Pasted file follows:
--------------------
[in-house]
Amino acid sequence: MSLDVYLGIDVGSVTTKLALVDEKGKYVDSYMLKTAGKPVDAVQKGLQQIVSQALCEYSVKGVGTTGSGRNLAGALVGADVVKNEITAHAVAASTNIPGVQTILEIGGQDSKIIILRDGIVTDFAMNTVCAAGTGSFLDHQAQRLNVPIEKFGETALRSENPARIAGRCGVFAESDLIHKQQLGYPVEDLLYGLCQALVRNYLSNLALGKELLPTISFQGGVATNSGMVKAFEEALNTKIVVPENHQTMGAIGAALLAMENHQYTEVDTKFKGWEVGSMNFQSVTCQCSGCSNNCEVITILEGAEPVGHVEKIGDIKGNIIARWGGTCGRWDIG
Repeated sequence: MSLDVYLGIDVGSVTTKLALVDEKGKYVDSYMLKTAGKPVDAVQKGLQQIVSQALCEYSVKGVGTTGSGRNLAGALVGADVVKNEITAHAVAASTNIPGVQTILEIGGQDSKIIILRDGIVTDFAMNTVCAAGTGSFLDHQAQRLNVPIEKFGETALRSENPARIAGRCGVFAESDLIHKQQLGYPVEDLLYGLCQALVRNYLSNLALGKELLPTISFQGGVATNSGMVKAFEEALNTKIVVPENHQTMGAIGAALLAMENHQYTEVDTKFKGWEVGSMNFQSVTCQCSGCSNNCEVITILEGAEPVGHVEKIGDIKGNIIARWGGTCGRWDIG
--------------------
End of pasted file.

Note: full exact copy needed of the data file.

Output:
[in-house]
Amino acid sequence: MSLDVYLGIDVGSVTTKLALVDEKGKYVDSYMLKTAGKPVDAVQKGLQQIVSQALCEYSVKGVGTTGSGRNLAGALVGADVVKNEITAHAVAASTNIPGVQTILEIGGQDSKIIILRDGIVTDFAMNTVCAAGTGSFLDHQAQRLNVPIEKFGETALRSENPARIAGRCGVFAESDLIHKQQLGYPVEDLLYGLCQALVRNYLSNLALGKELLPTISFQGGVATNSGMVKAFEEALNTKIVVPENHQTMGAIGAALLAMENHQYTEVDTKFKGWEVGSMNFQSVTCQCSGCSNNCEVITILEGAEPVGHVEKIGDIKGNIIARWGGTCGRWDIG
Repeated sequence: MSLDVYLGIDVGSVTTKLALVDEKGKYVDSYMLKTAGKPVDAVQKGLQQIVSQALCEYSVKGVGTTGSGRNLAGALVGADVVKNEITAHAVAASTNIPGVQTILEIGGQDSKIIILRDGIVTDFAMNTVCAAGTGSFLDHQAQRLNVPIEKFGETALRSENPARIAGRCGVFAESDLIHKQQLGYPVEDLLYGLCQALVRNYLSNLALGKELLPTISFQGGVATNSGMVKAFEEALNTKIVVPENHQTMGAIGAALLAMENHQYTEVDTKFKGWEVGSMNFQSVTCQCSGCSNNCEVITILEGAEPVGHVEKIGDIKGNIIARWGGTCGRWDIG